Find out the most emotional Paralympic moments in Tokyo 2020 with a quiz. Here is the compilation of the best and worst moments before you jump straight for the trivia.
Emotional Moments in Tokyo 2020 Paralympics
The opening ceremony dazzled with differently-abled musicians, singers, and performers showcasing their talents. There was a formation of the Paralympian game symbol which meant ‘I Move” in Latin.
The Paralympian cauldron was lit by three Paralympians: Yui Kamiji, wheelchair tennis, Shunsuke Uchida, boccia player, and Karin Morisaki, a powerlifter. The cauldron was made to open up like a flower to symbolize vitality and hope.
Which Was the First City to Host the Paralympics Game Twice?
- A. Taiwan
- B. Tokyo
- C. Moscow
- D. Russia
Afghanistan’s flag was still included in the games even after several athletes pulled out due to the unstable conditions caused by the Taliban.
Alisa Issa became the first one to march into the stadium on behalf of the Refugee Team and she was also the first woman in the team.
Several world and Paralympic records were broken in the 2020 Paralympics. Paralympic athletes broke several records in archery, shooting, swimming, canoe sprint, powerlifting, cycling, rowing, and athletics.
Siamand Raham passed away in March. Raham has broken his own record in powerlifting from the London 2012 Paralympics thrice during 2014 to 2016. He was also the first person to lift more than 300kg during Rio 2016. His 310kg power lift has become an unbreakable record at present.
The Heroes of Paralympics Tokyo 2020
The Paralympics was postponed along with the Tokyo 2020 Olympics, and these heroes went to battle against the pandemic as frontline workers and kept their training aside.
Brittani Coury was a registered nurse in Utah and a snowboard medalist but insisted on working for a University hospital. Kim Daybell, a paralympic table tennis player and two-time winner kept aside his training and joined the National Health Service (NHS). Several other players such as Susana Rodriguez Garcia, a Spanish Para triathlete, Annika van der Meer, a Dutch rower. Genesis Leal, a Venezuelan swimmer, Greta Muti is an Italian rower. Matt Campbell-Hill, a retired wheelchair fencer, and Paola Mosquera, a Colombian swimmer, volunteered as frontline workers in their respective countries. #WaitForTheGreats campaign added anticipation to the games.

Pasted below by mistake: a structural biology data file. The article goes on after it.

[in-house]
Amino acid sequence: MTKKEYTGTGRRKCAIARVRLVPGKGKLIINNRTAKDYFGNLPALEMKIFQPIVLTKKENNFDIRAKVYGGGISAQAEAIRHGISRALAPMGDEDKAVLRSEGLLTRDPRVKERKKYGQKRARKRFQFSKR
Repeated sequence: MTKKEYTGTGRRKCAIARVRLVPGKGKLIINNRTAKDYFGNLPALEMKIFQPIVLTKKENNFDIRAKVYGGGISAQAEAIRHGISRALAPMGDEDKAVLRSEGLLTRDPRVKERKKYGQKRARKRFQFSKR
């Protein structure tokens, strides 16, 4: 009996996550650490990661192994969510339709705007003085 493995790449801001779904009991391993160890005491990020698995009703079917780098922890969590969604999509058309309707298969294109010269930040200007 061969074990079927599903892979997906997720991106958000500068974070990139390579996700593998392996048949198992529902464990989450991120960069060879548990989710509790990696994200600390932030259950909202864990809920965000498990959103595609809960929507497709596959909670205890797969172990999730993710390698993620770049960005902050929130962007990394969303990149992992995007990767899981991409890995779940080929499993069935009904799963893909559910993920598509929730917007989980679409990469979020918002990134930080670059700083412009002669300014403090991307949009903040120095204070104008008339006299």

Netflix on Paralympics
The Olympic games aren’t as famous as a Superbowl game or FIFA, and the Paralympics are one stand below the Olympics when it comes to the number of audiences and fans. Netflix has broken this barrier by premiering “Rising Phoenix” just a few days before the Paralympic games in 2020. The year-long wait did encourage the audience to watch the games. Still, unfortunately, the rising COVID cases in Japan led to the games being organized indoors with very few audiences.
The film is a compilation of 9 biographies of Paralympians, namely, Tatyana McFadden (USA), Ellie Cole (Australia), Jean-Baptiste Alaize (France), Matt Stutzman (USA), Jonnie Peacock (UK), Ryley Batt (Australia), Cui Zhe (China), Ntando Mahlangu (South Africa), and Bebe Vio (Italy).
The International Paralympic Committee (IPC) launched this program three years ago to include the young generation in the games. This year’s challenge was sending a meaningful message to the world leaders to be inclusive and create a personal regime. Harmonie- Rose Allen, a 7-year-old from the U.K., was the showstopper. Harmonie lost all her limbs and the tip of her nose after contracting meningitis and septicemia. The WeThe15 program was also launched to represent 15% of the differently-abled world population.
ParaSport Against Stigma
This is an initiative by the IPC in partnership with the Loughborough University and the University of Malawi, Chancellor College, to include Africans in the Paralympic games and overcome discrimination. This program is currently educating Africans to popularize the games.
Play the quiz to test yourself now!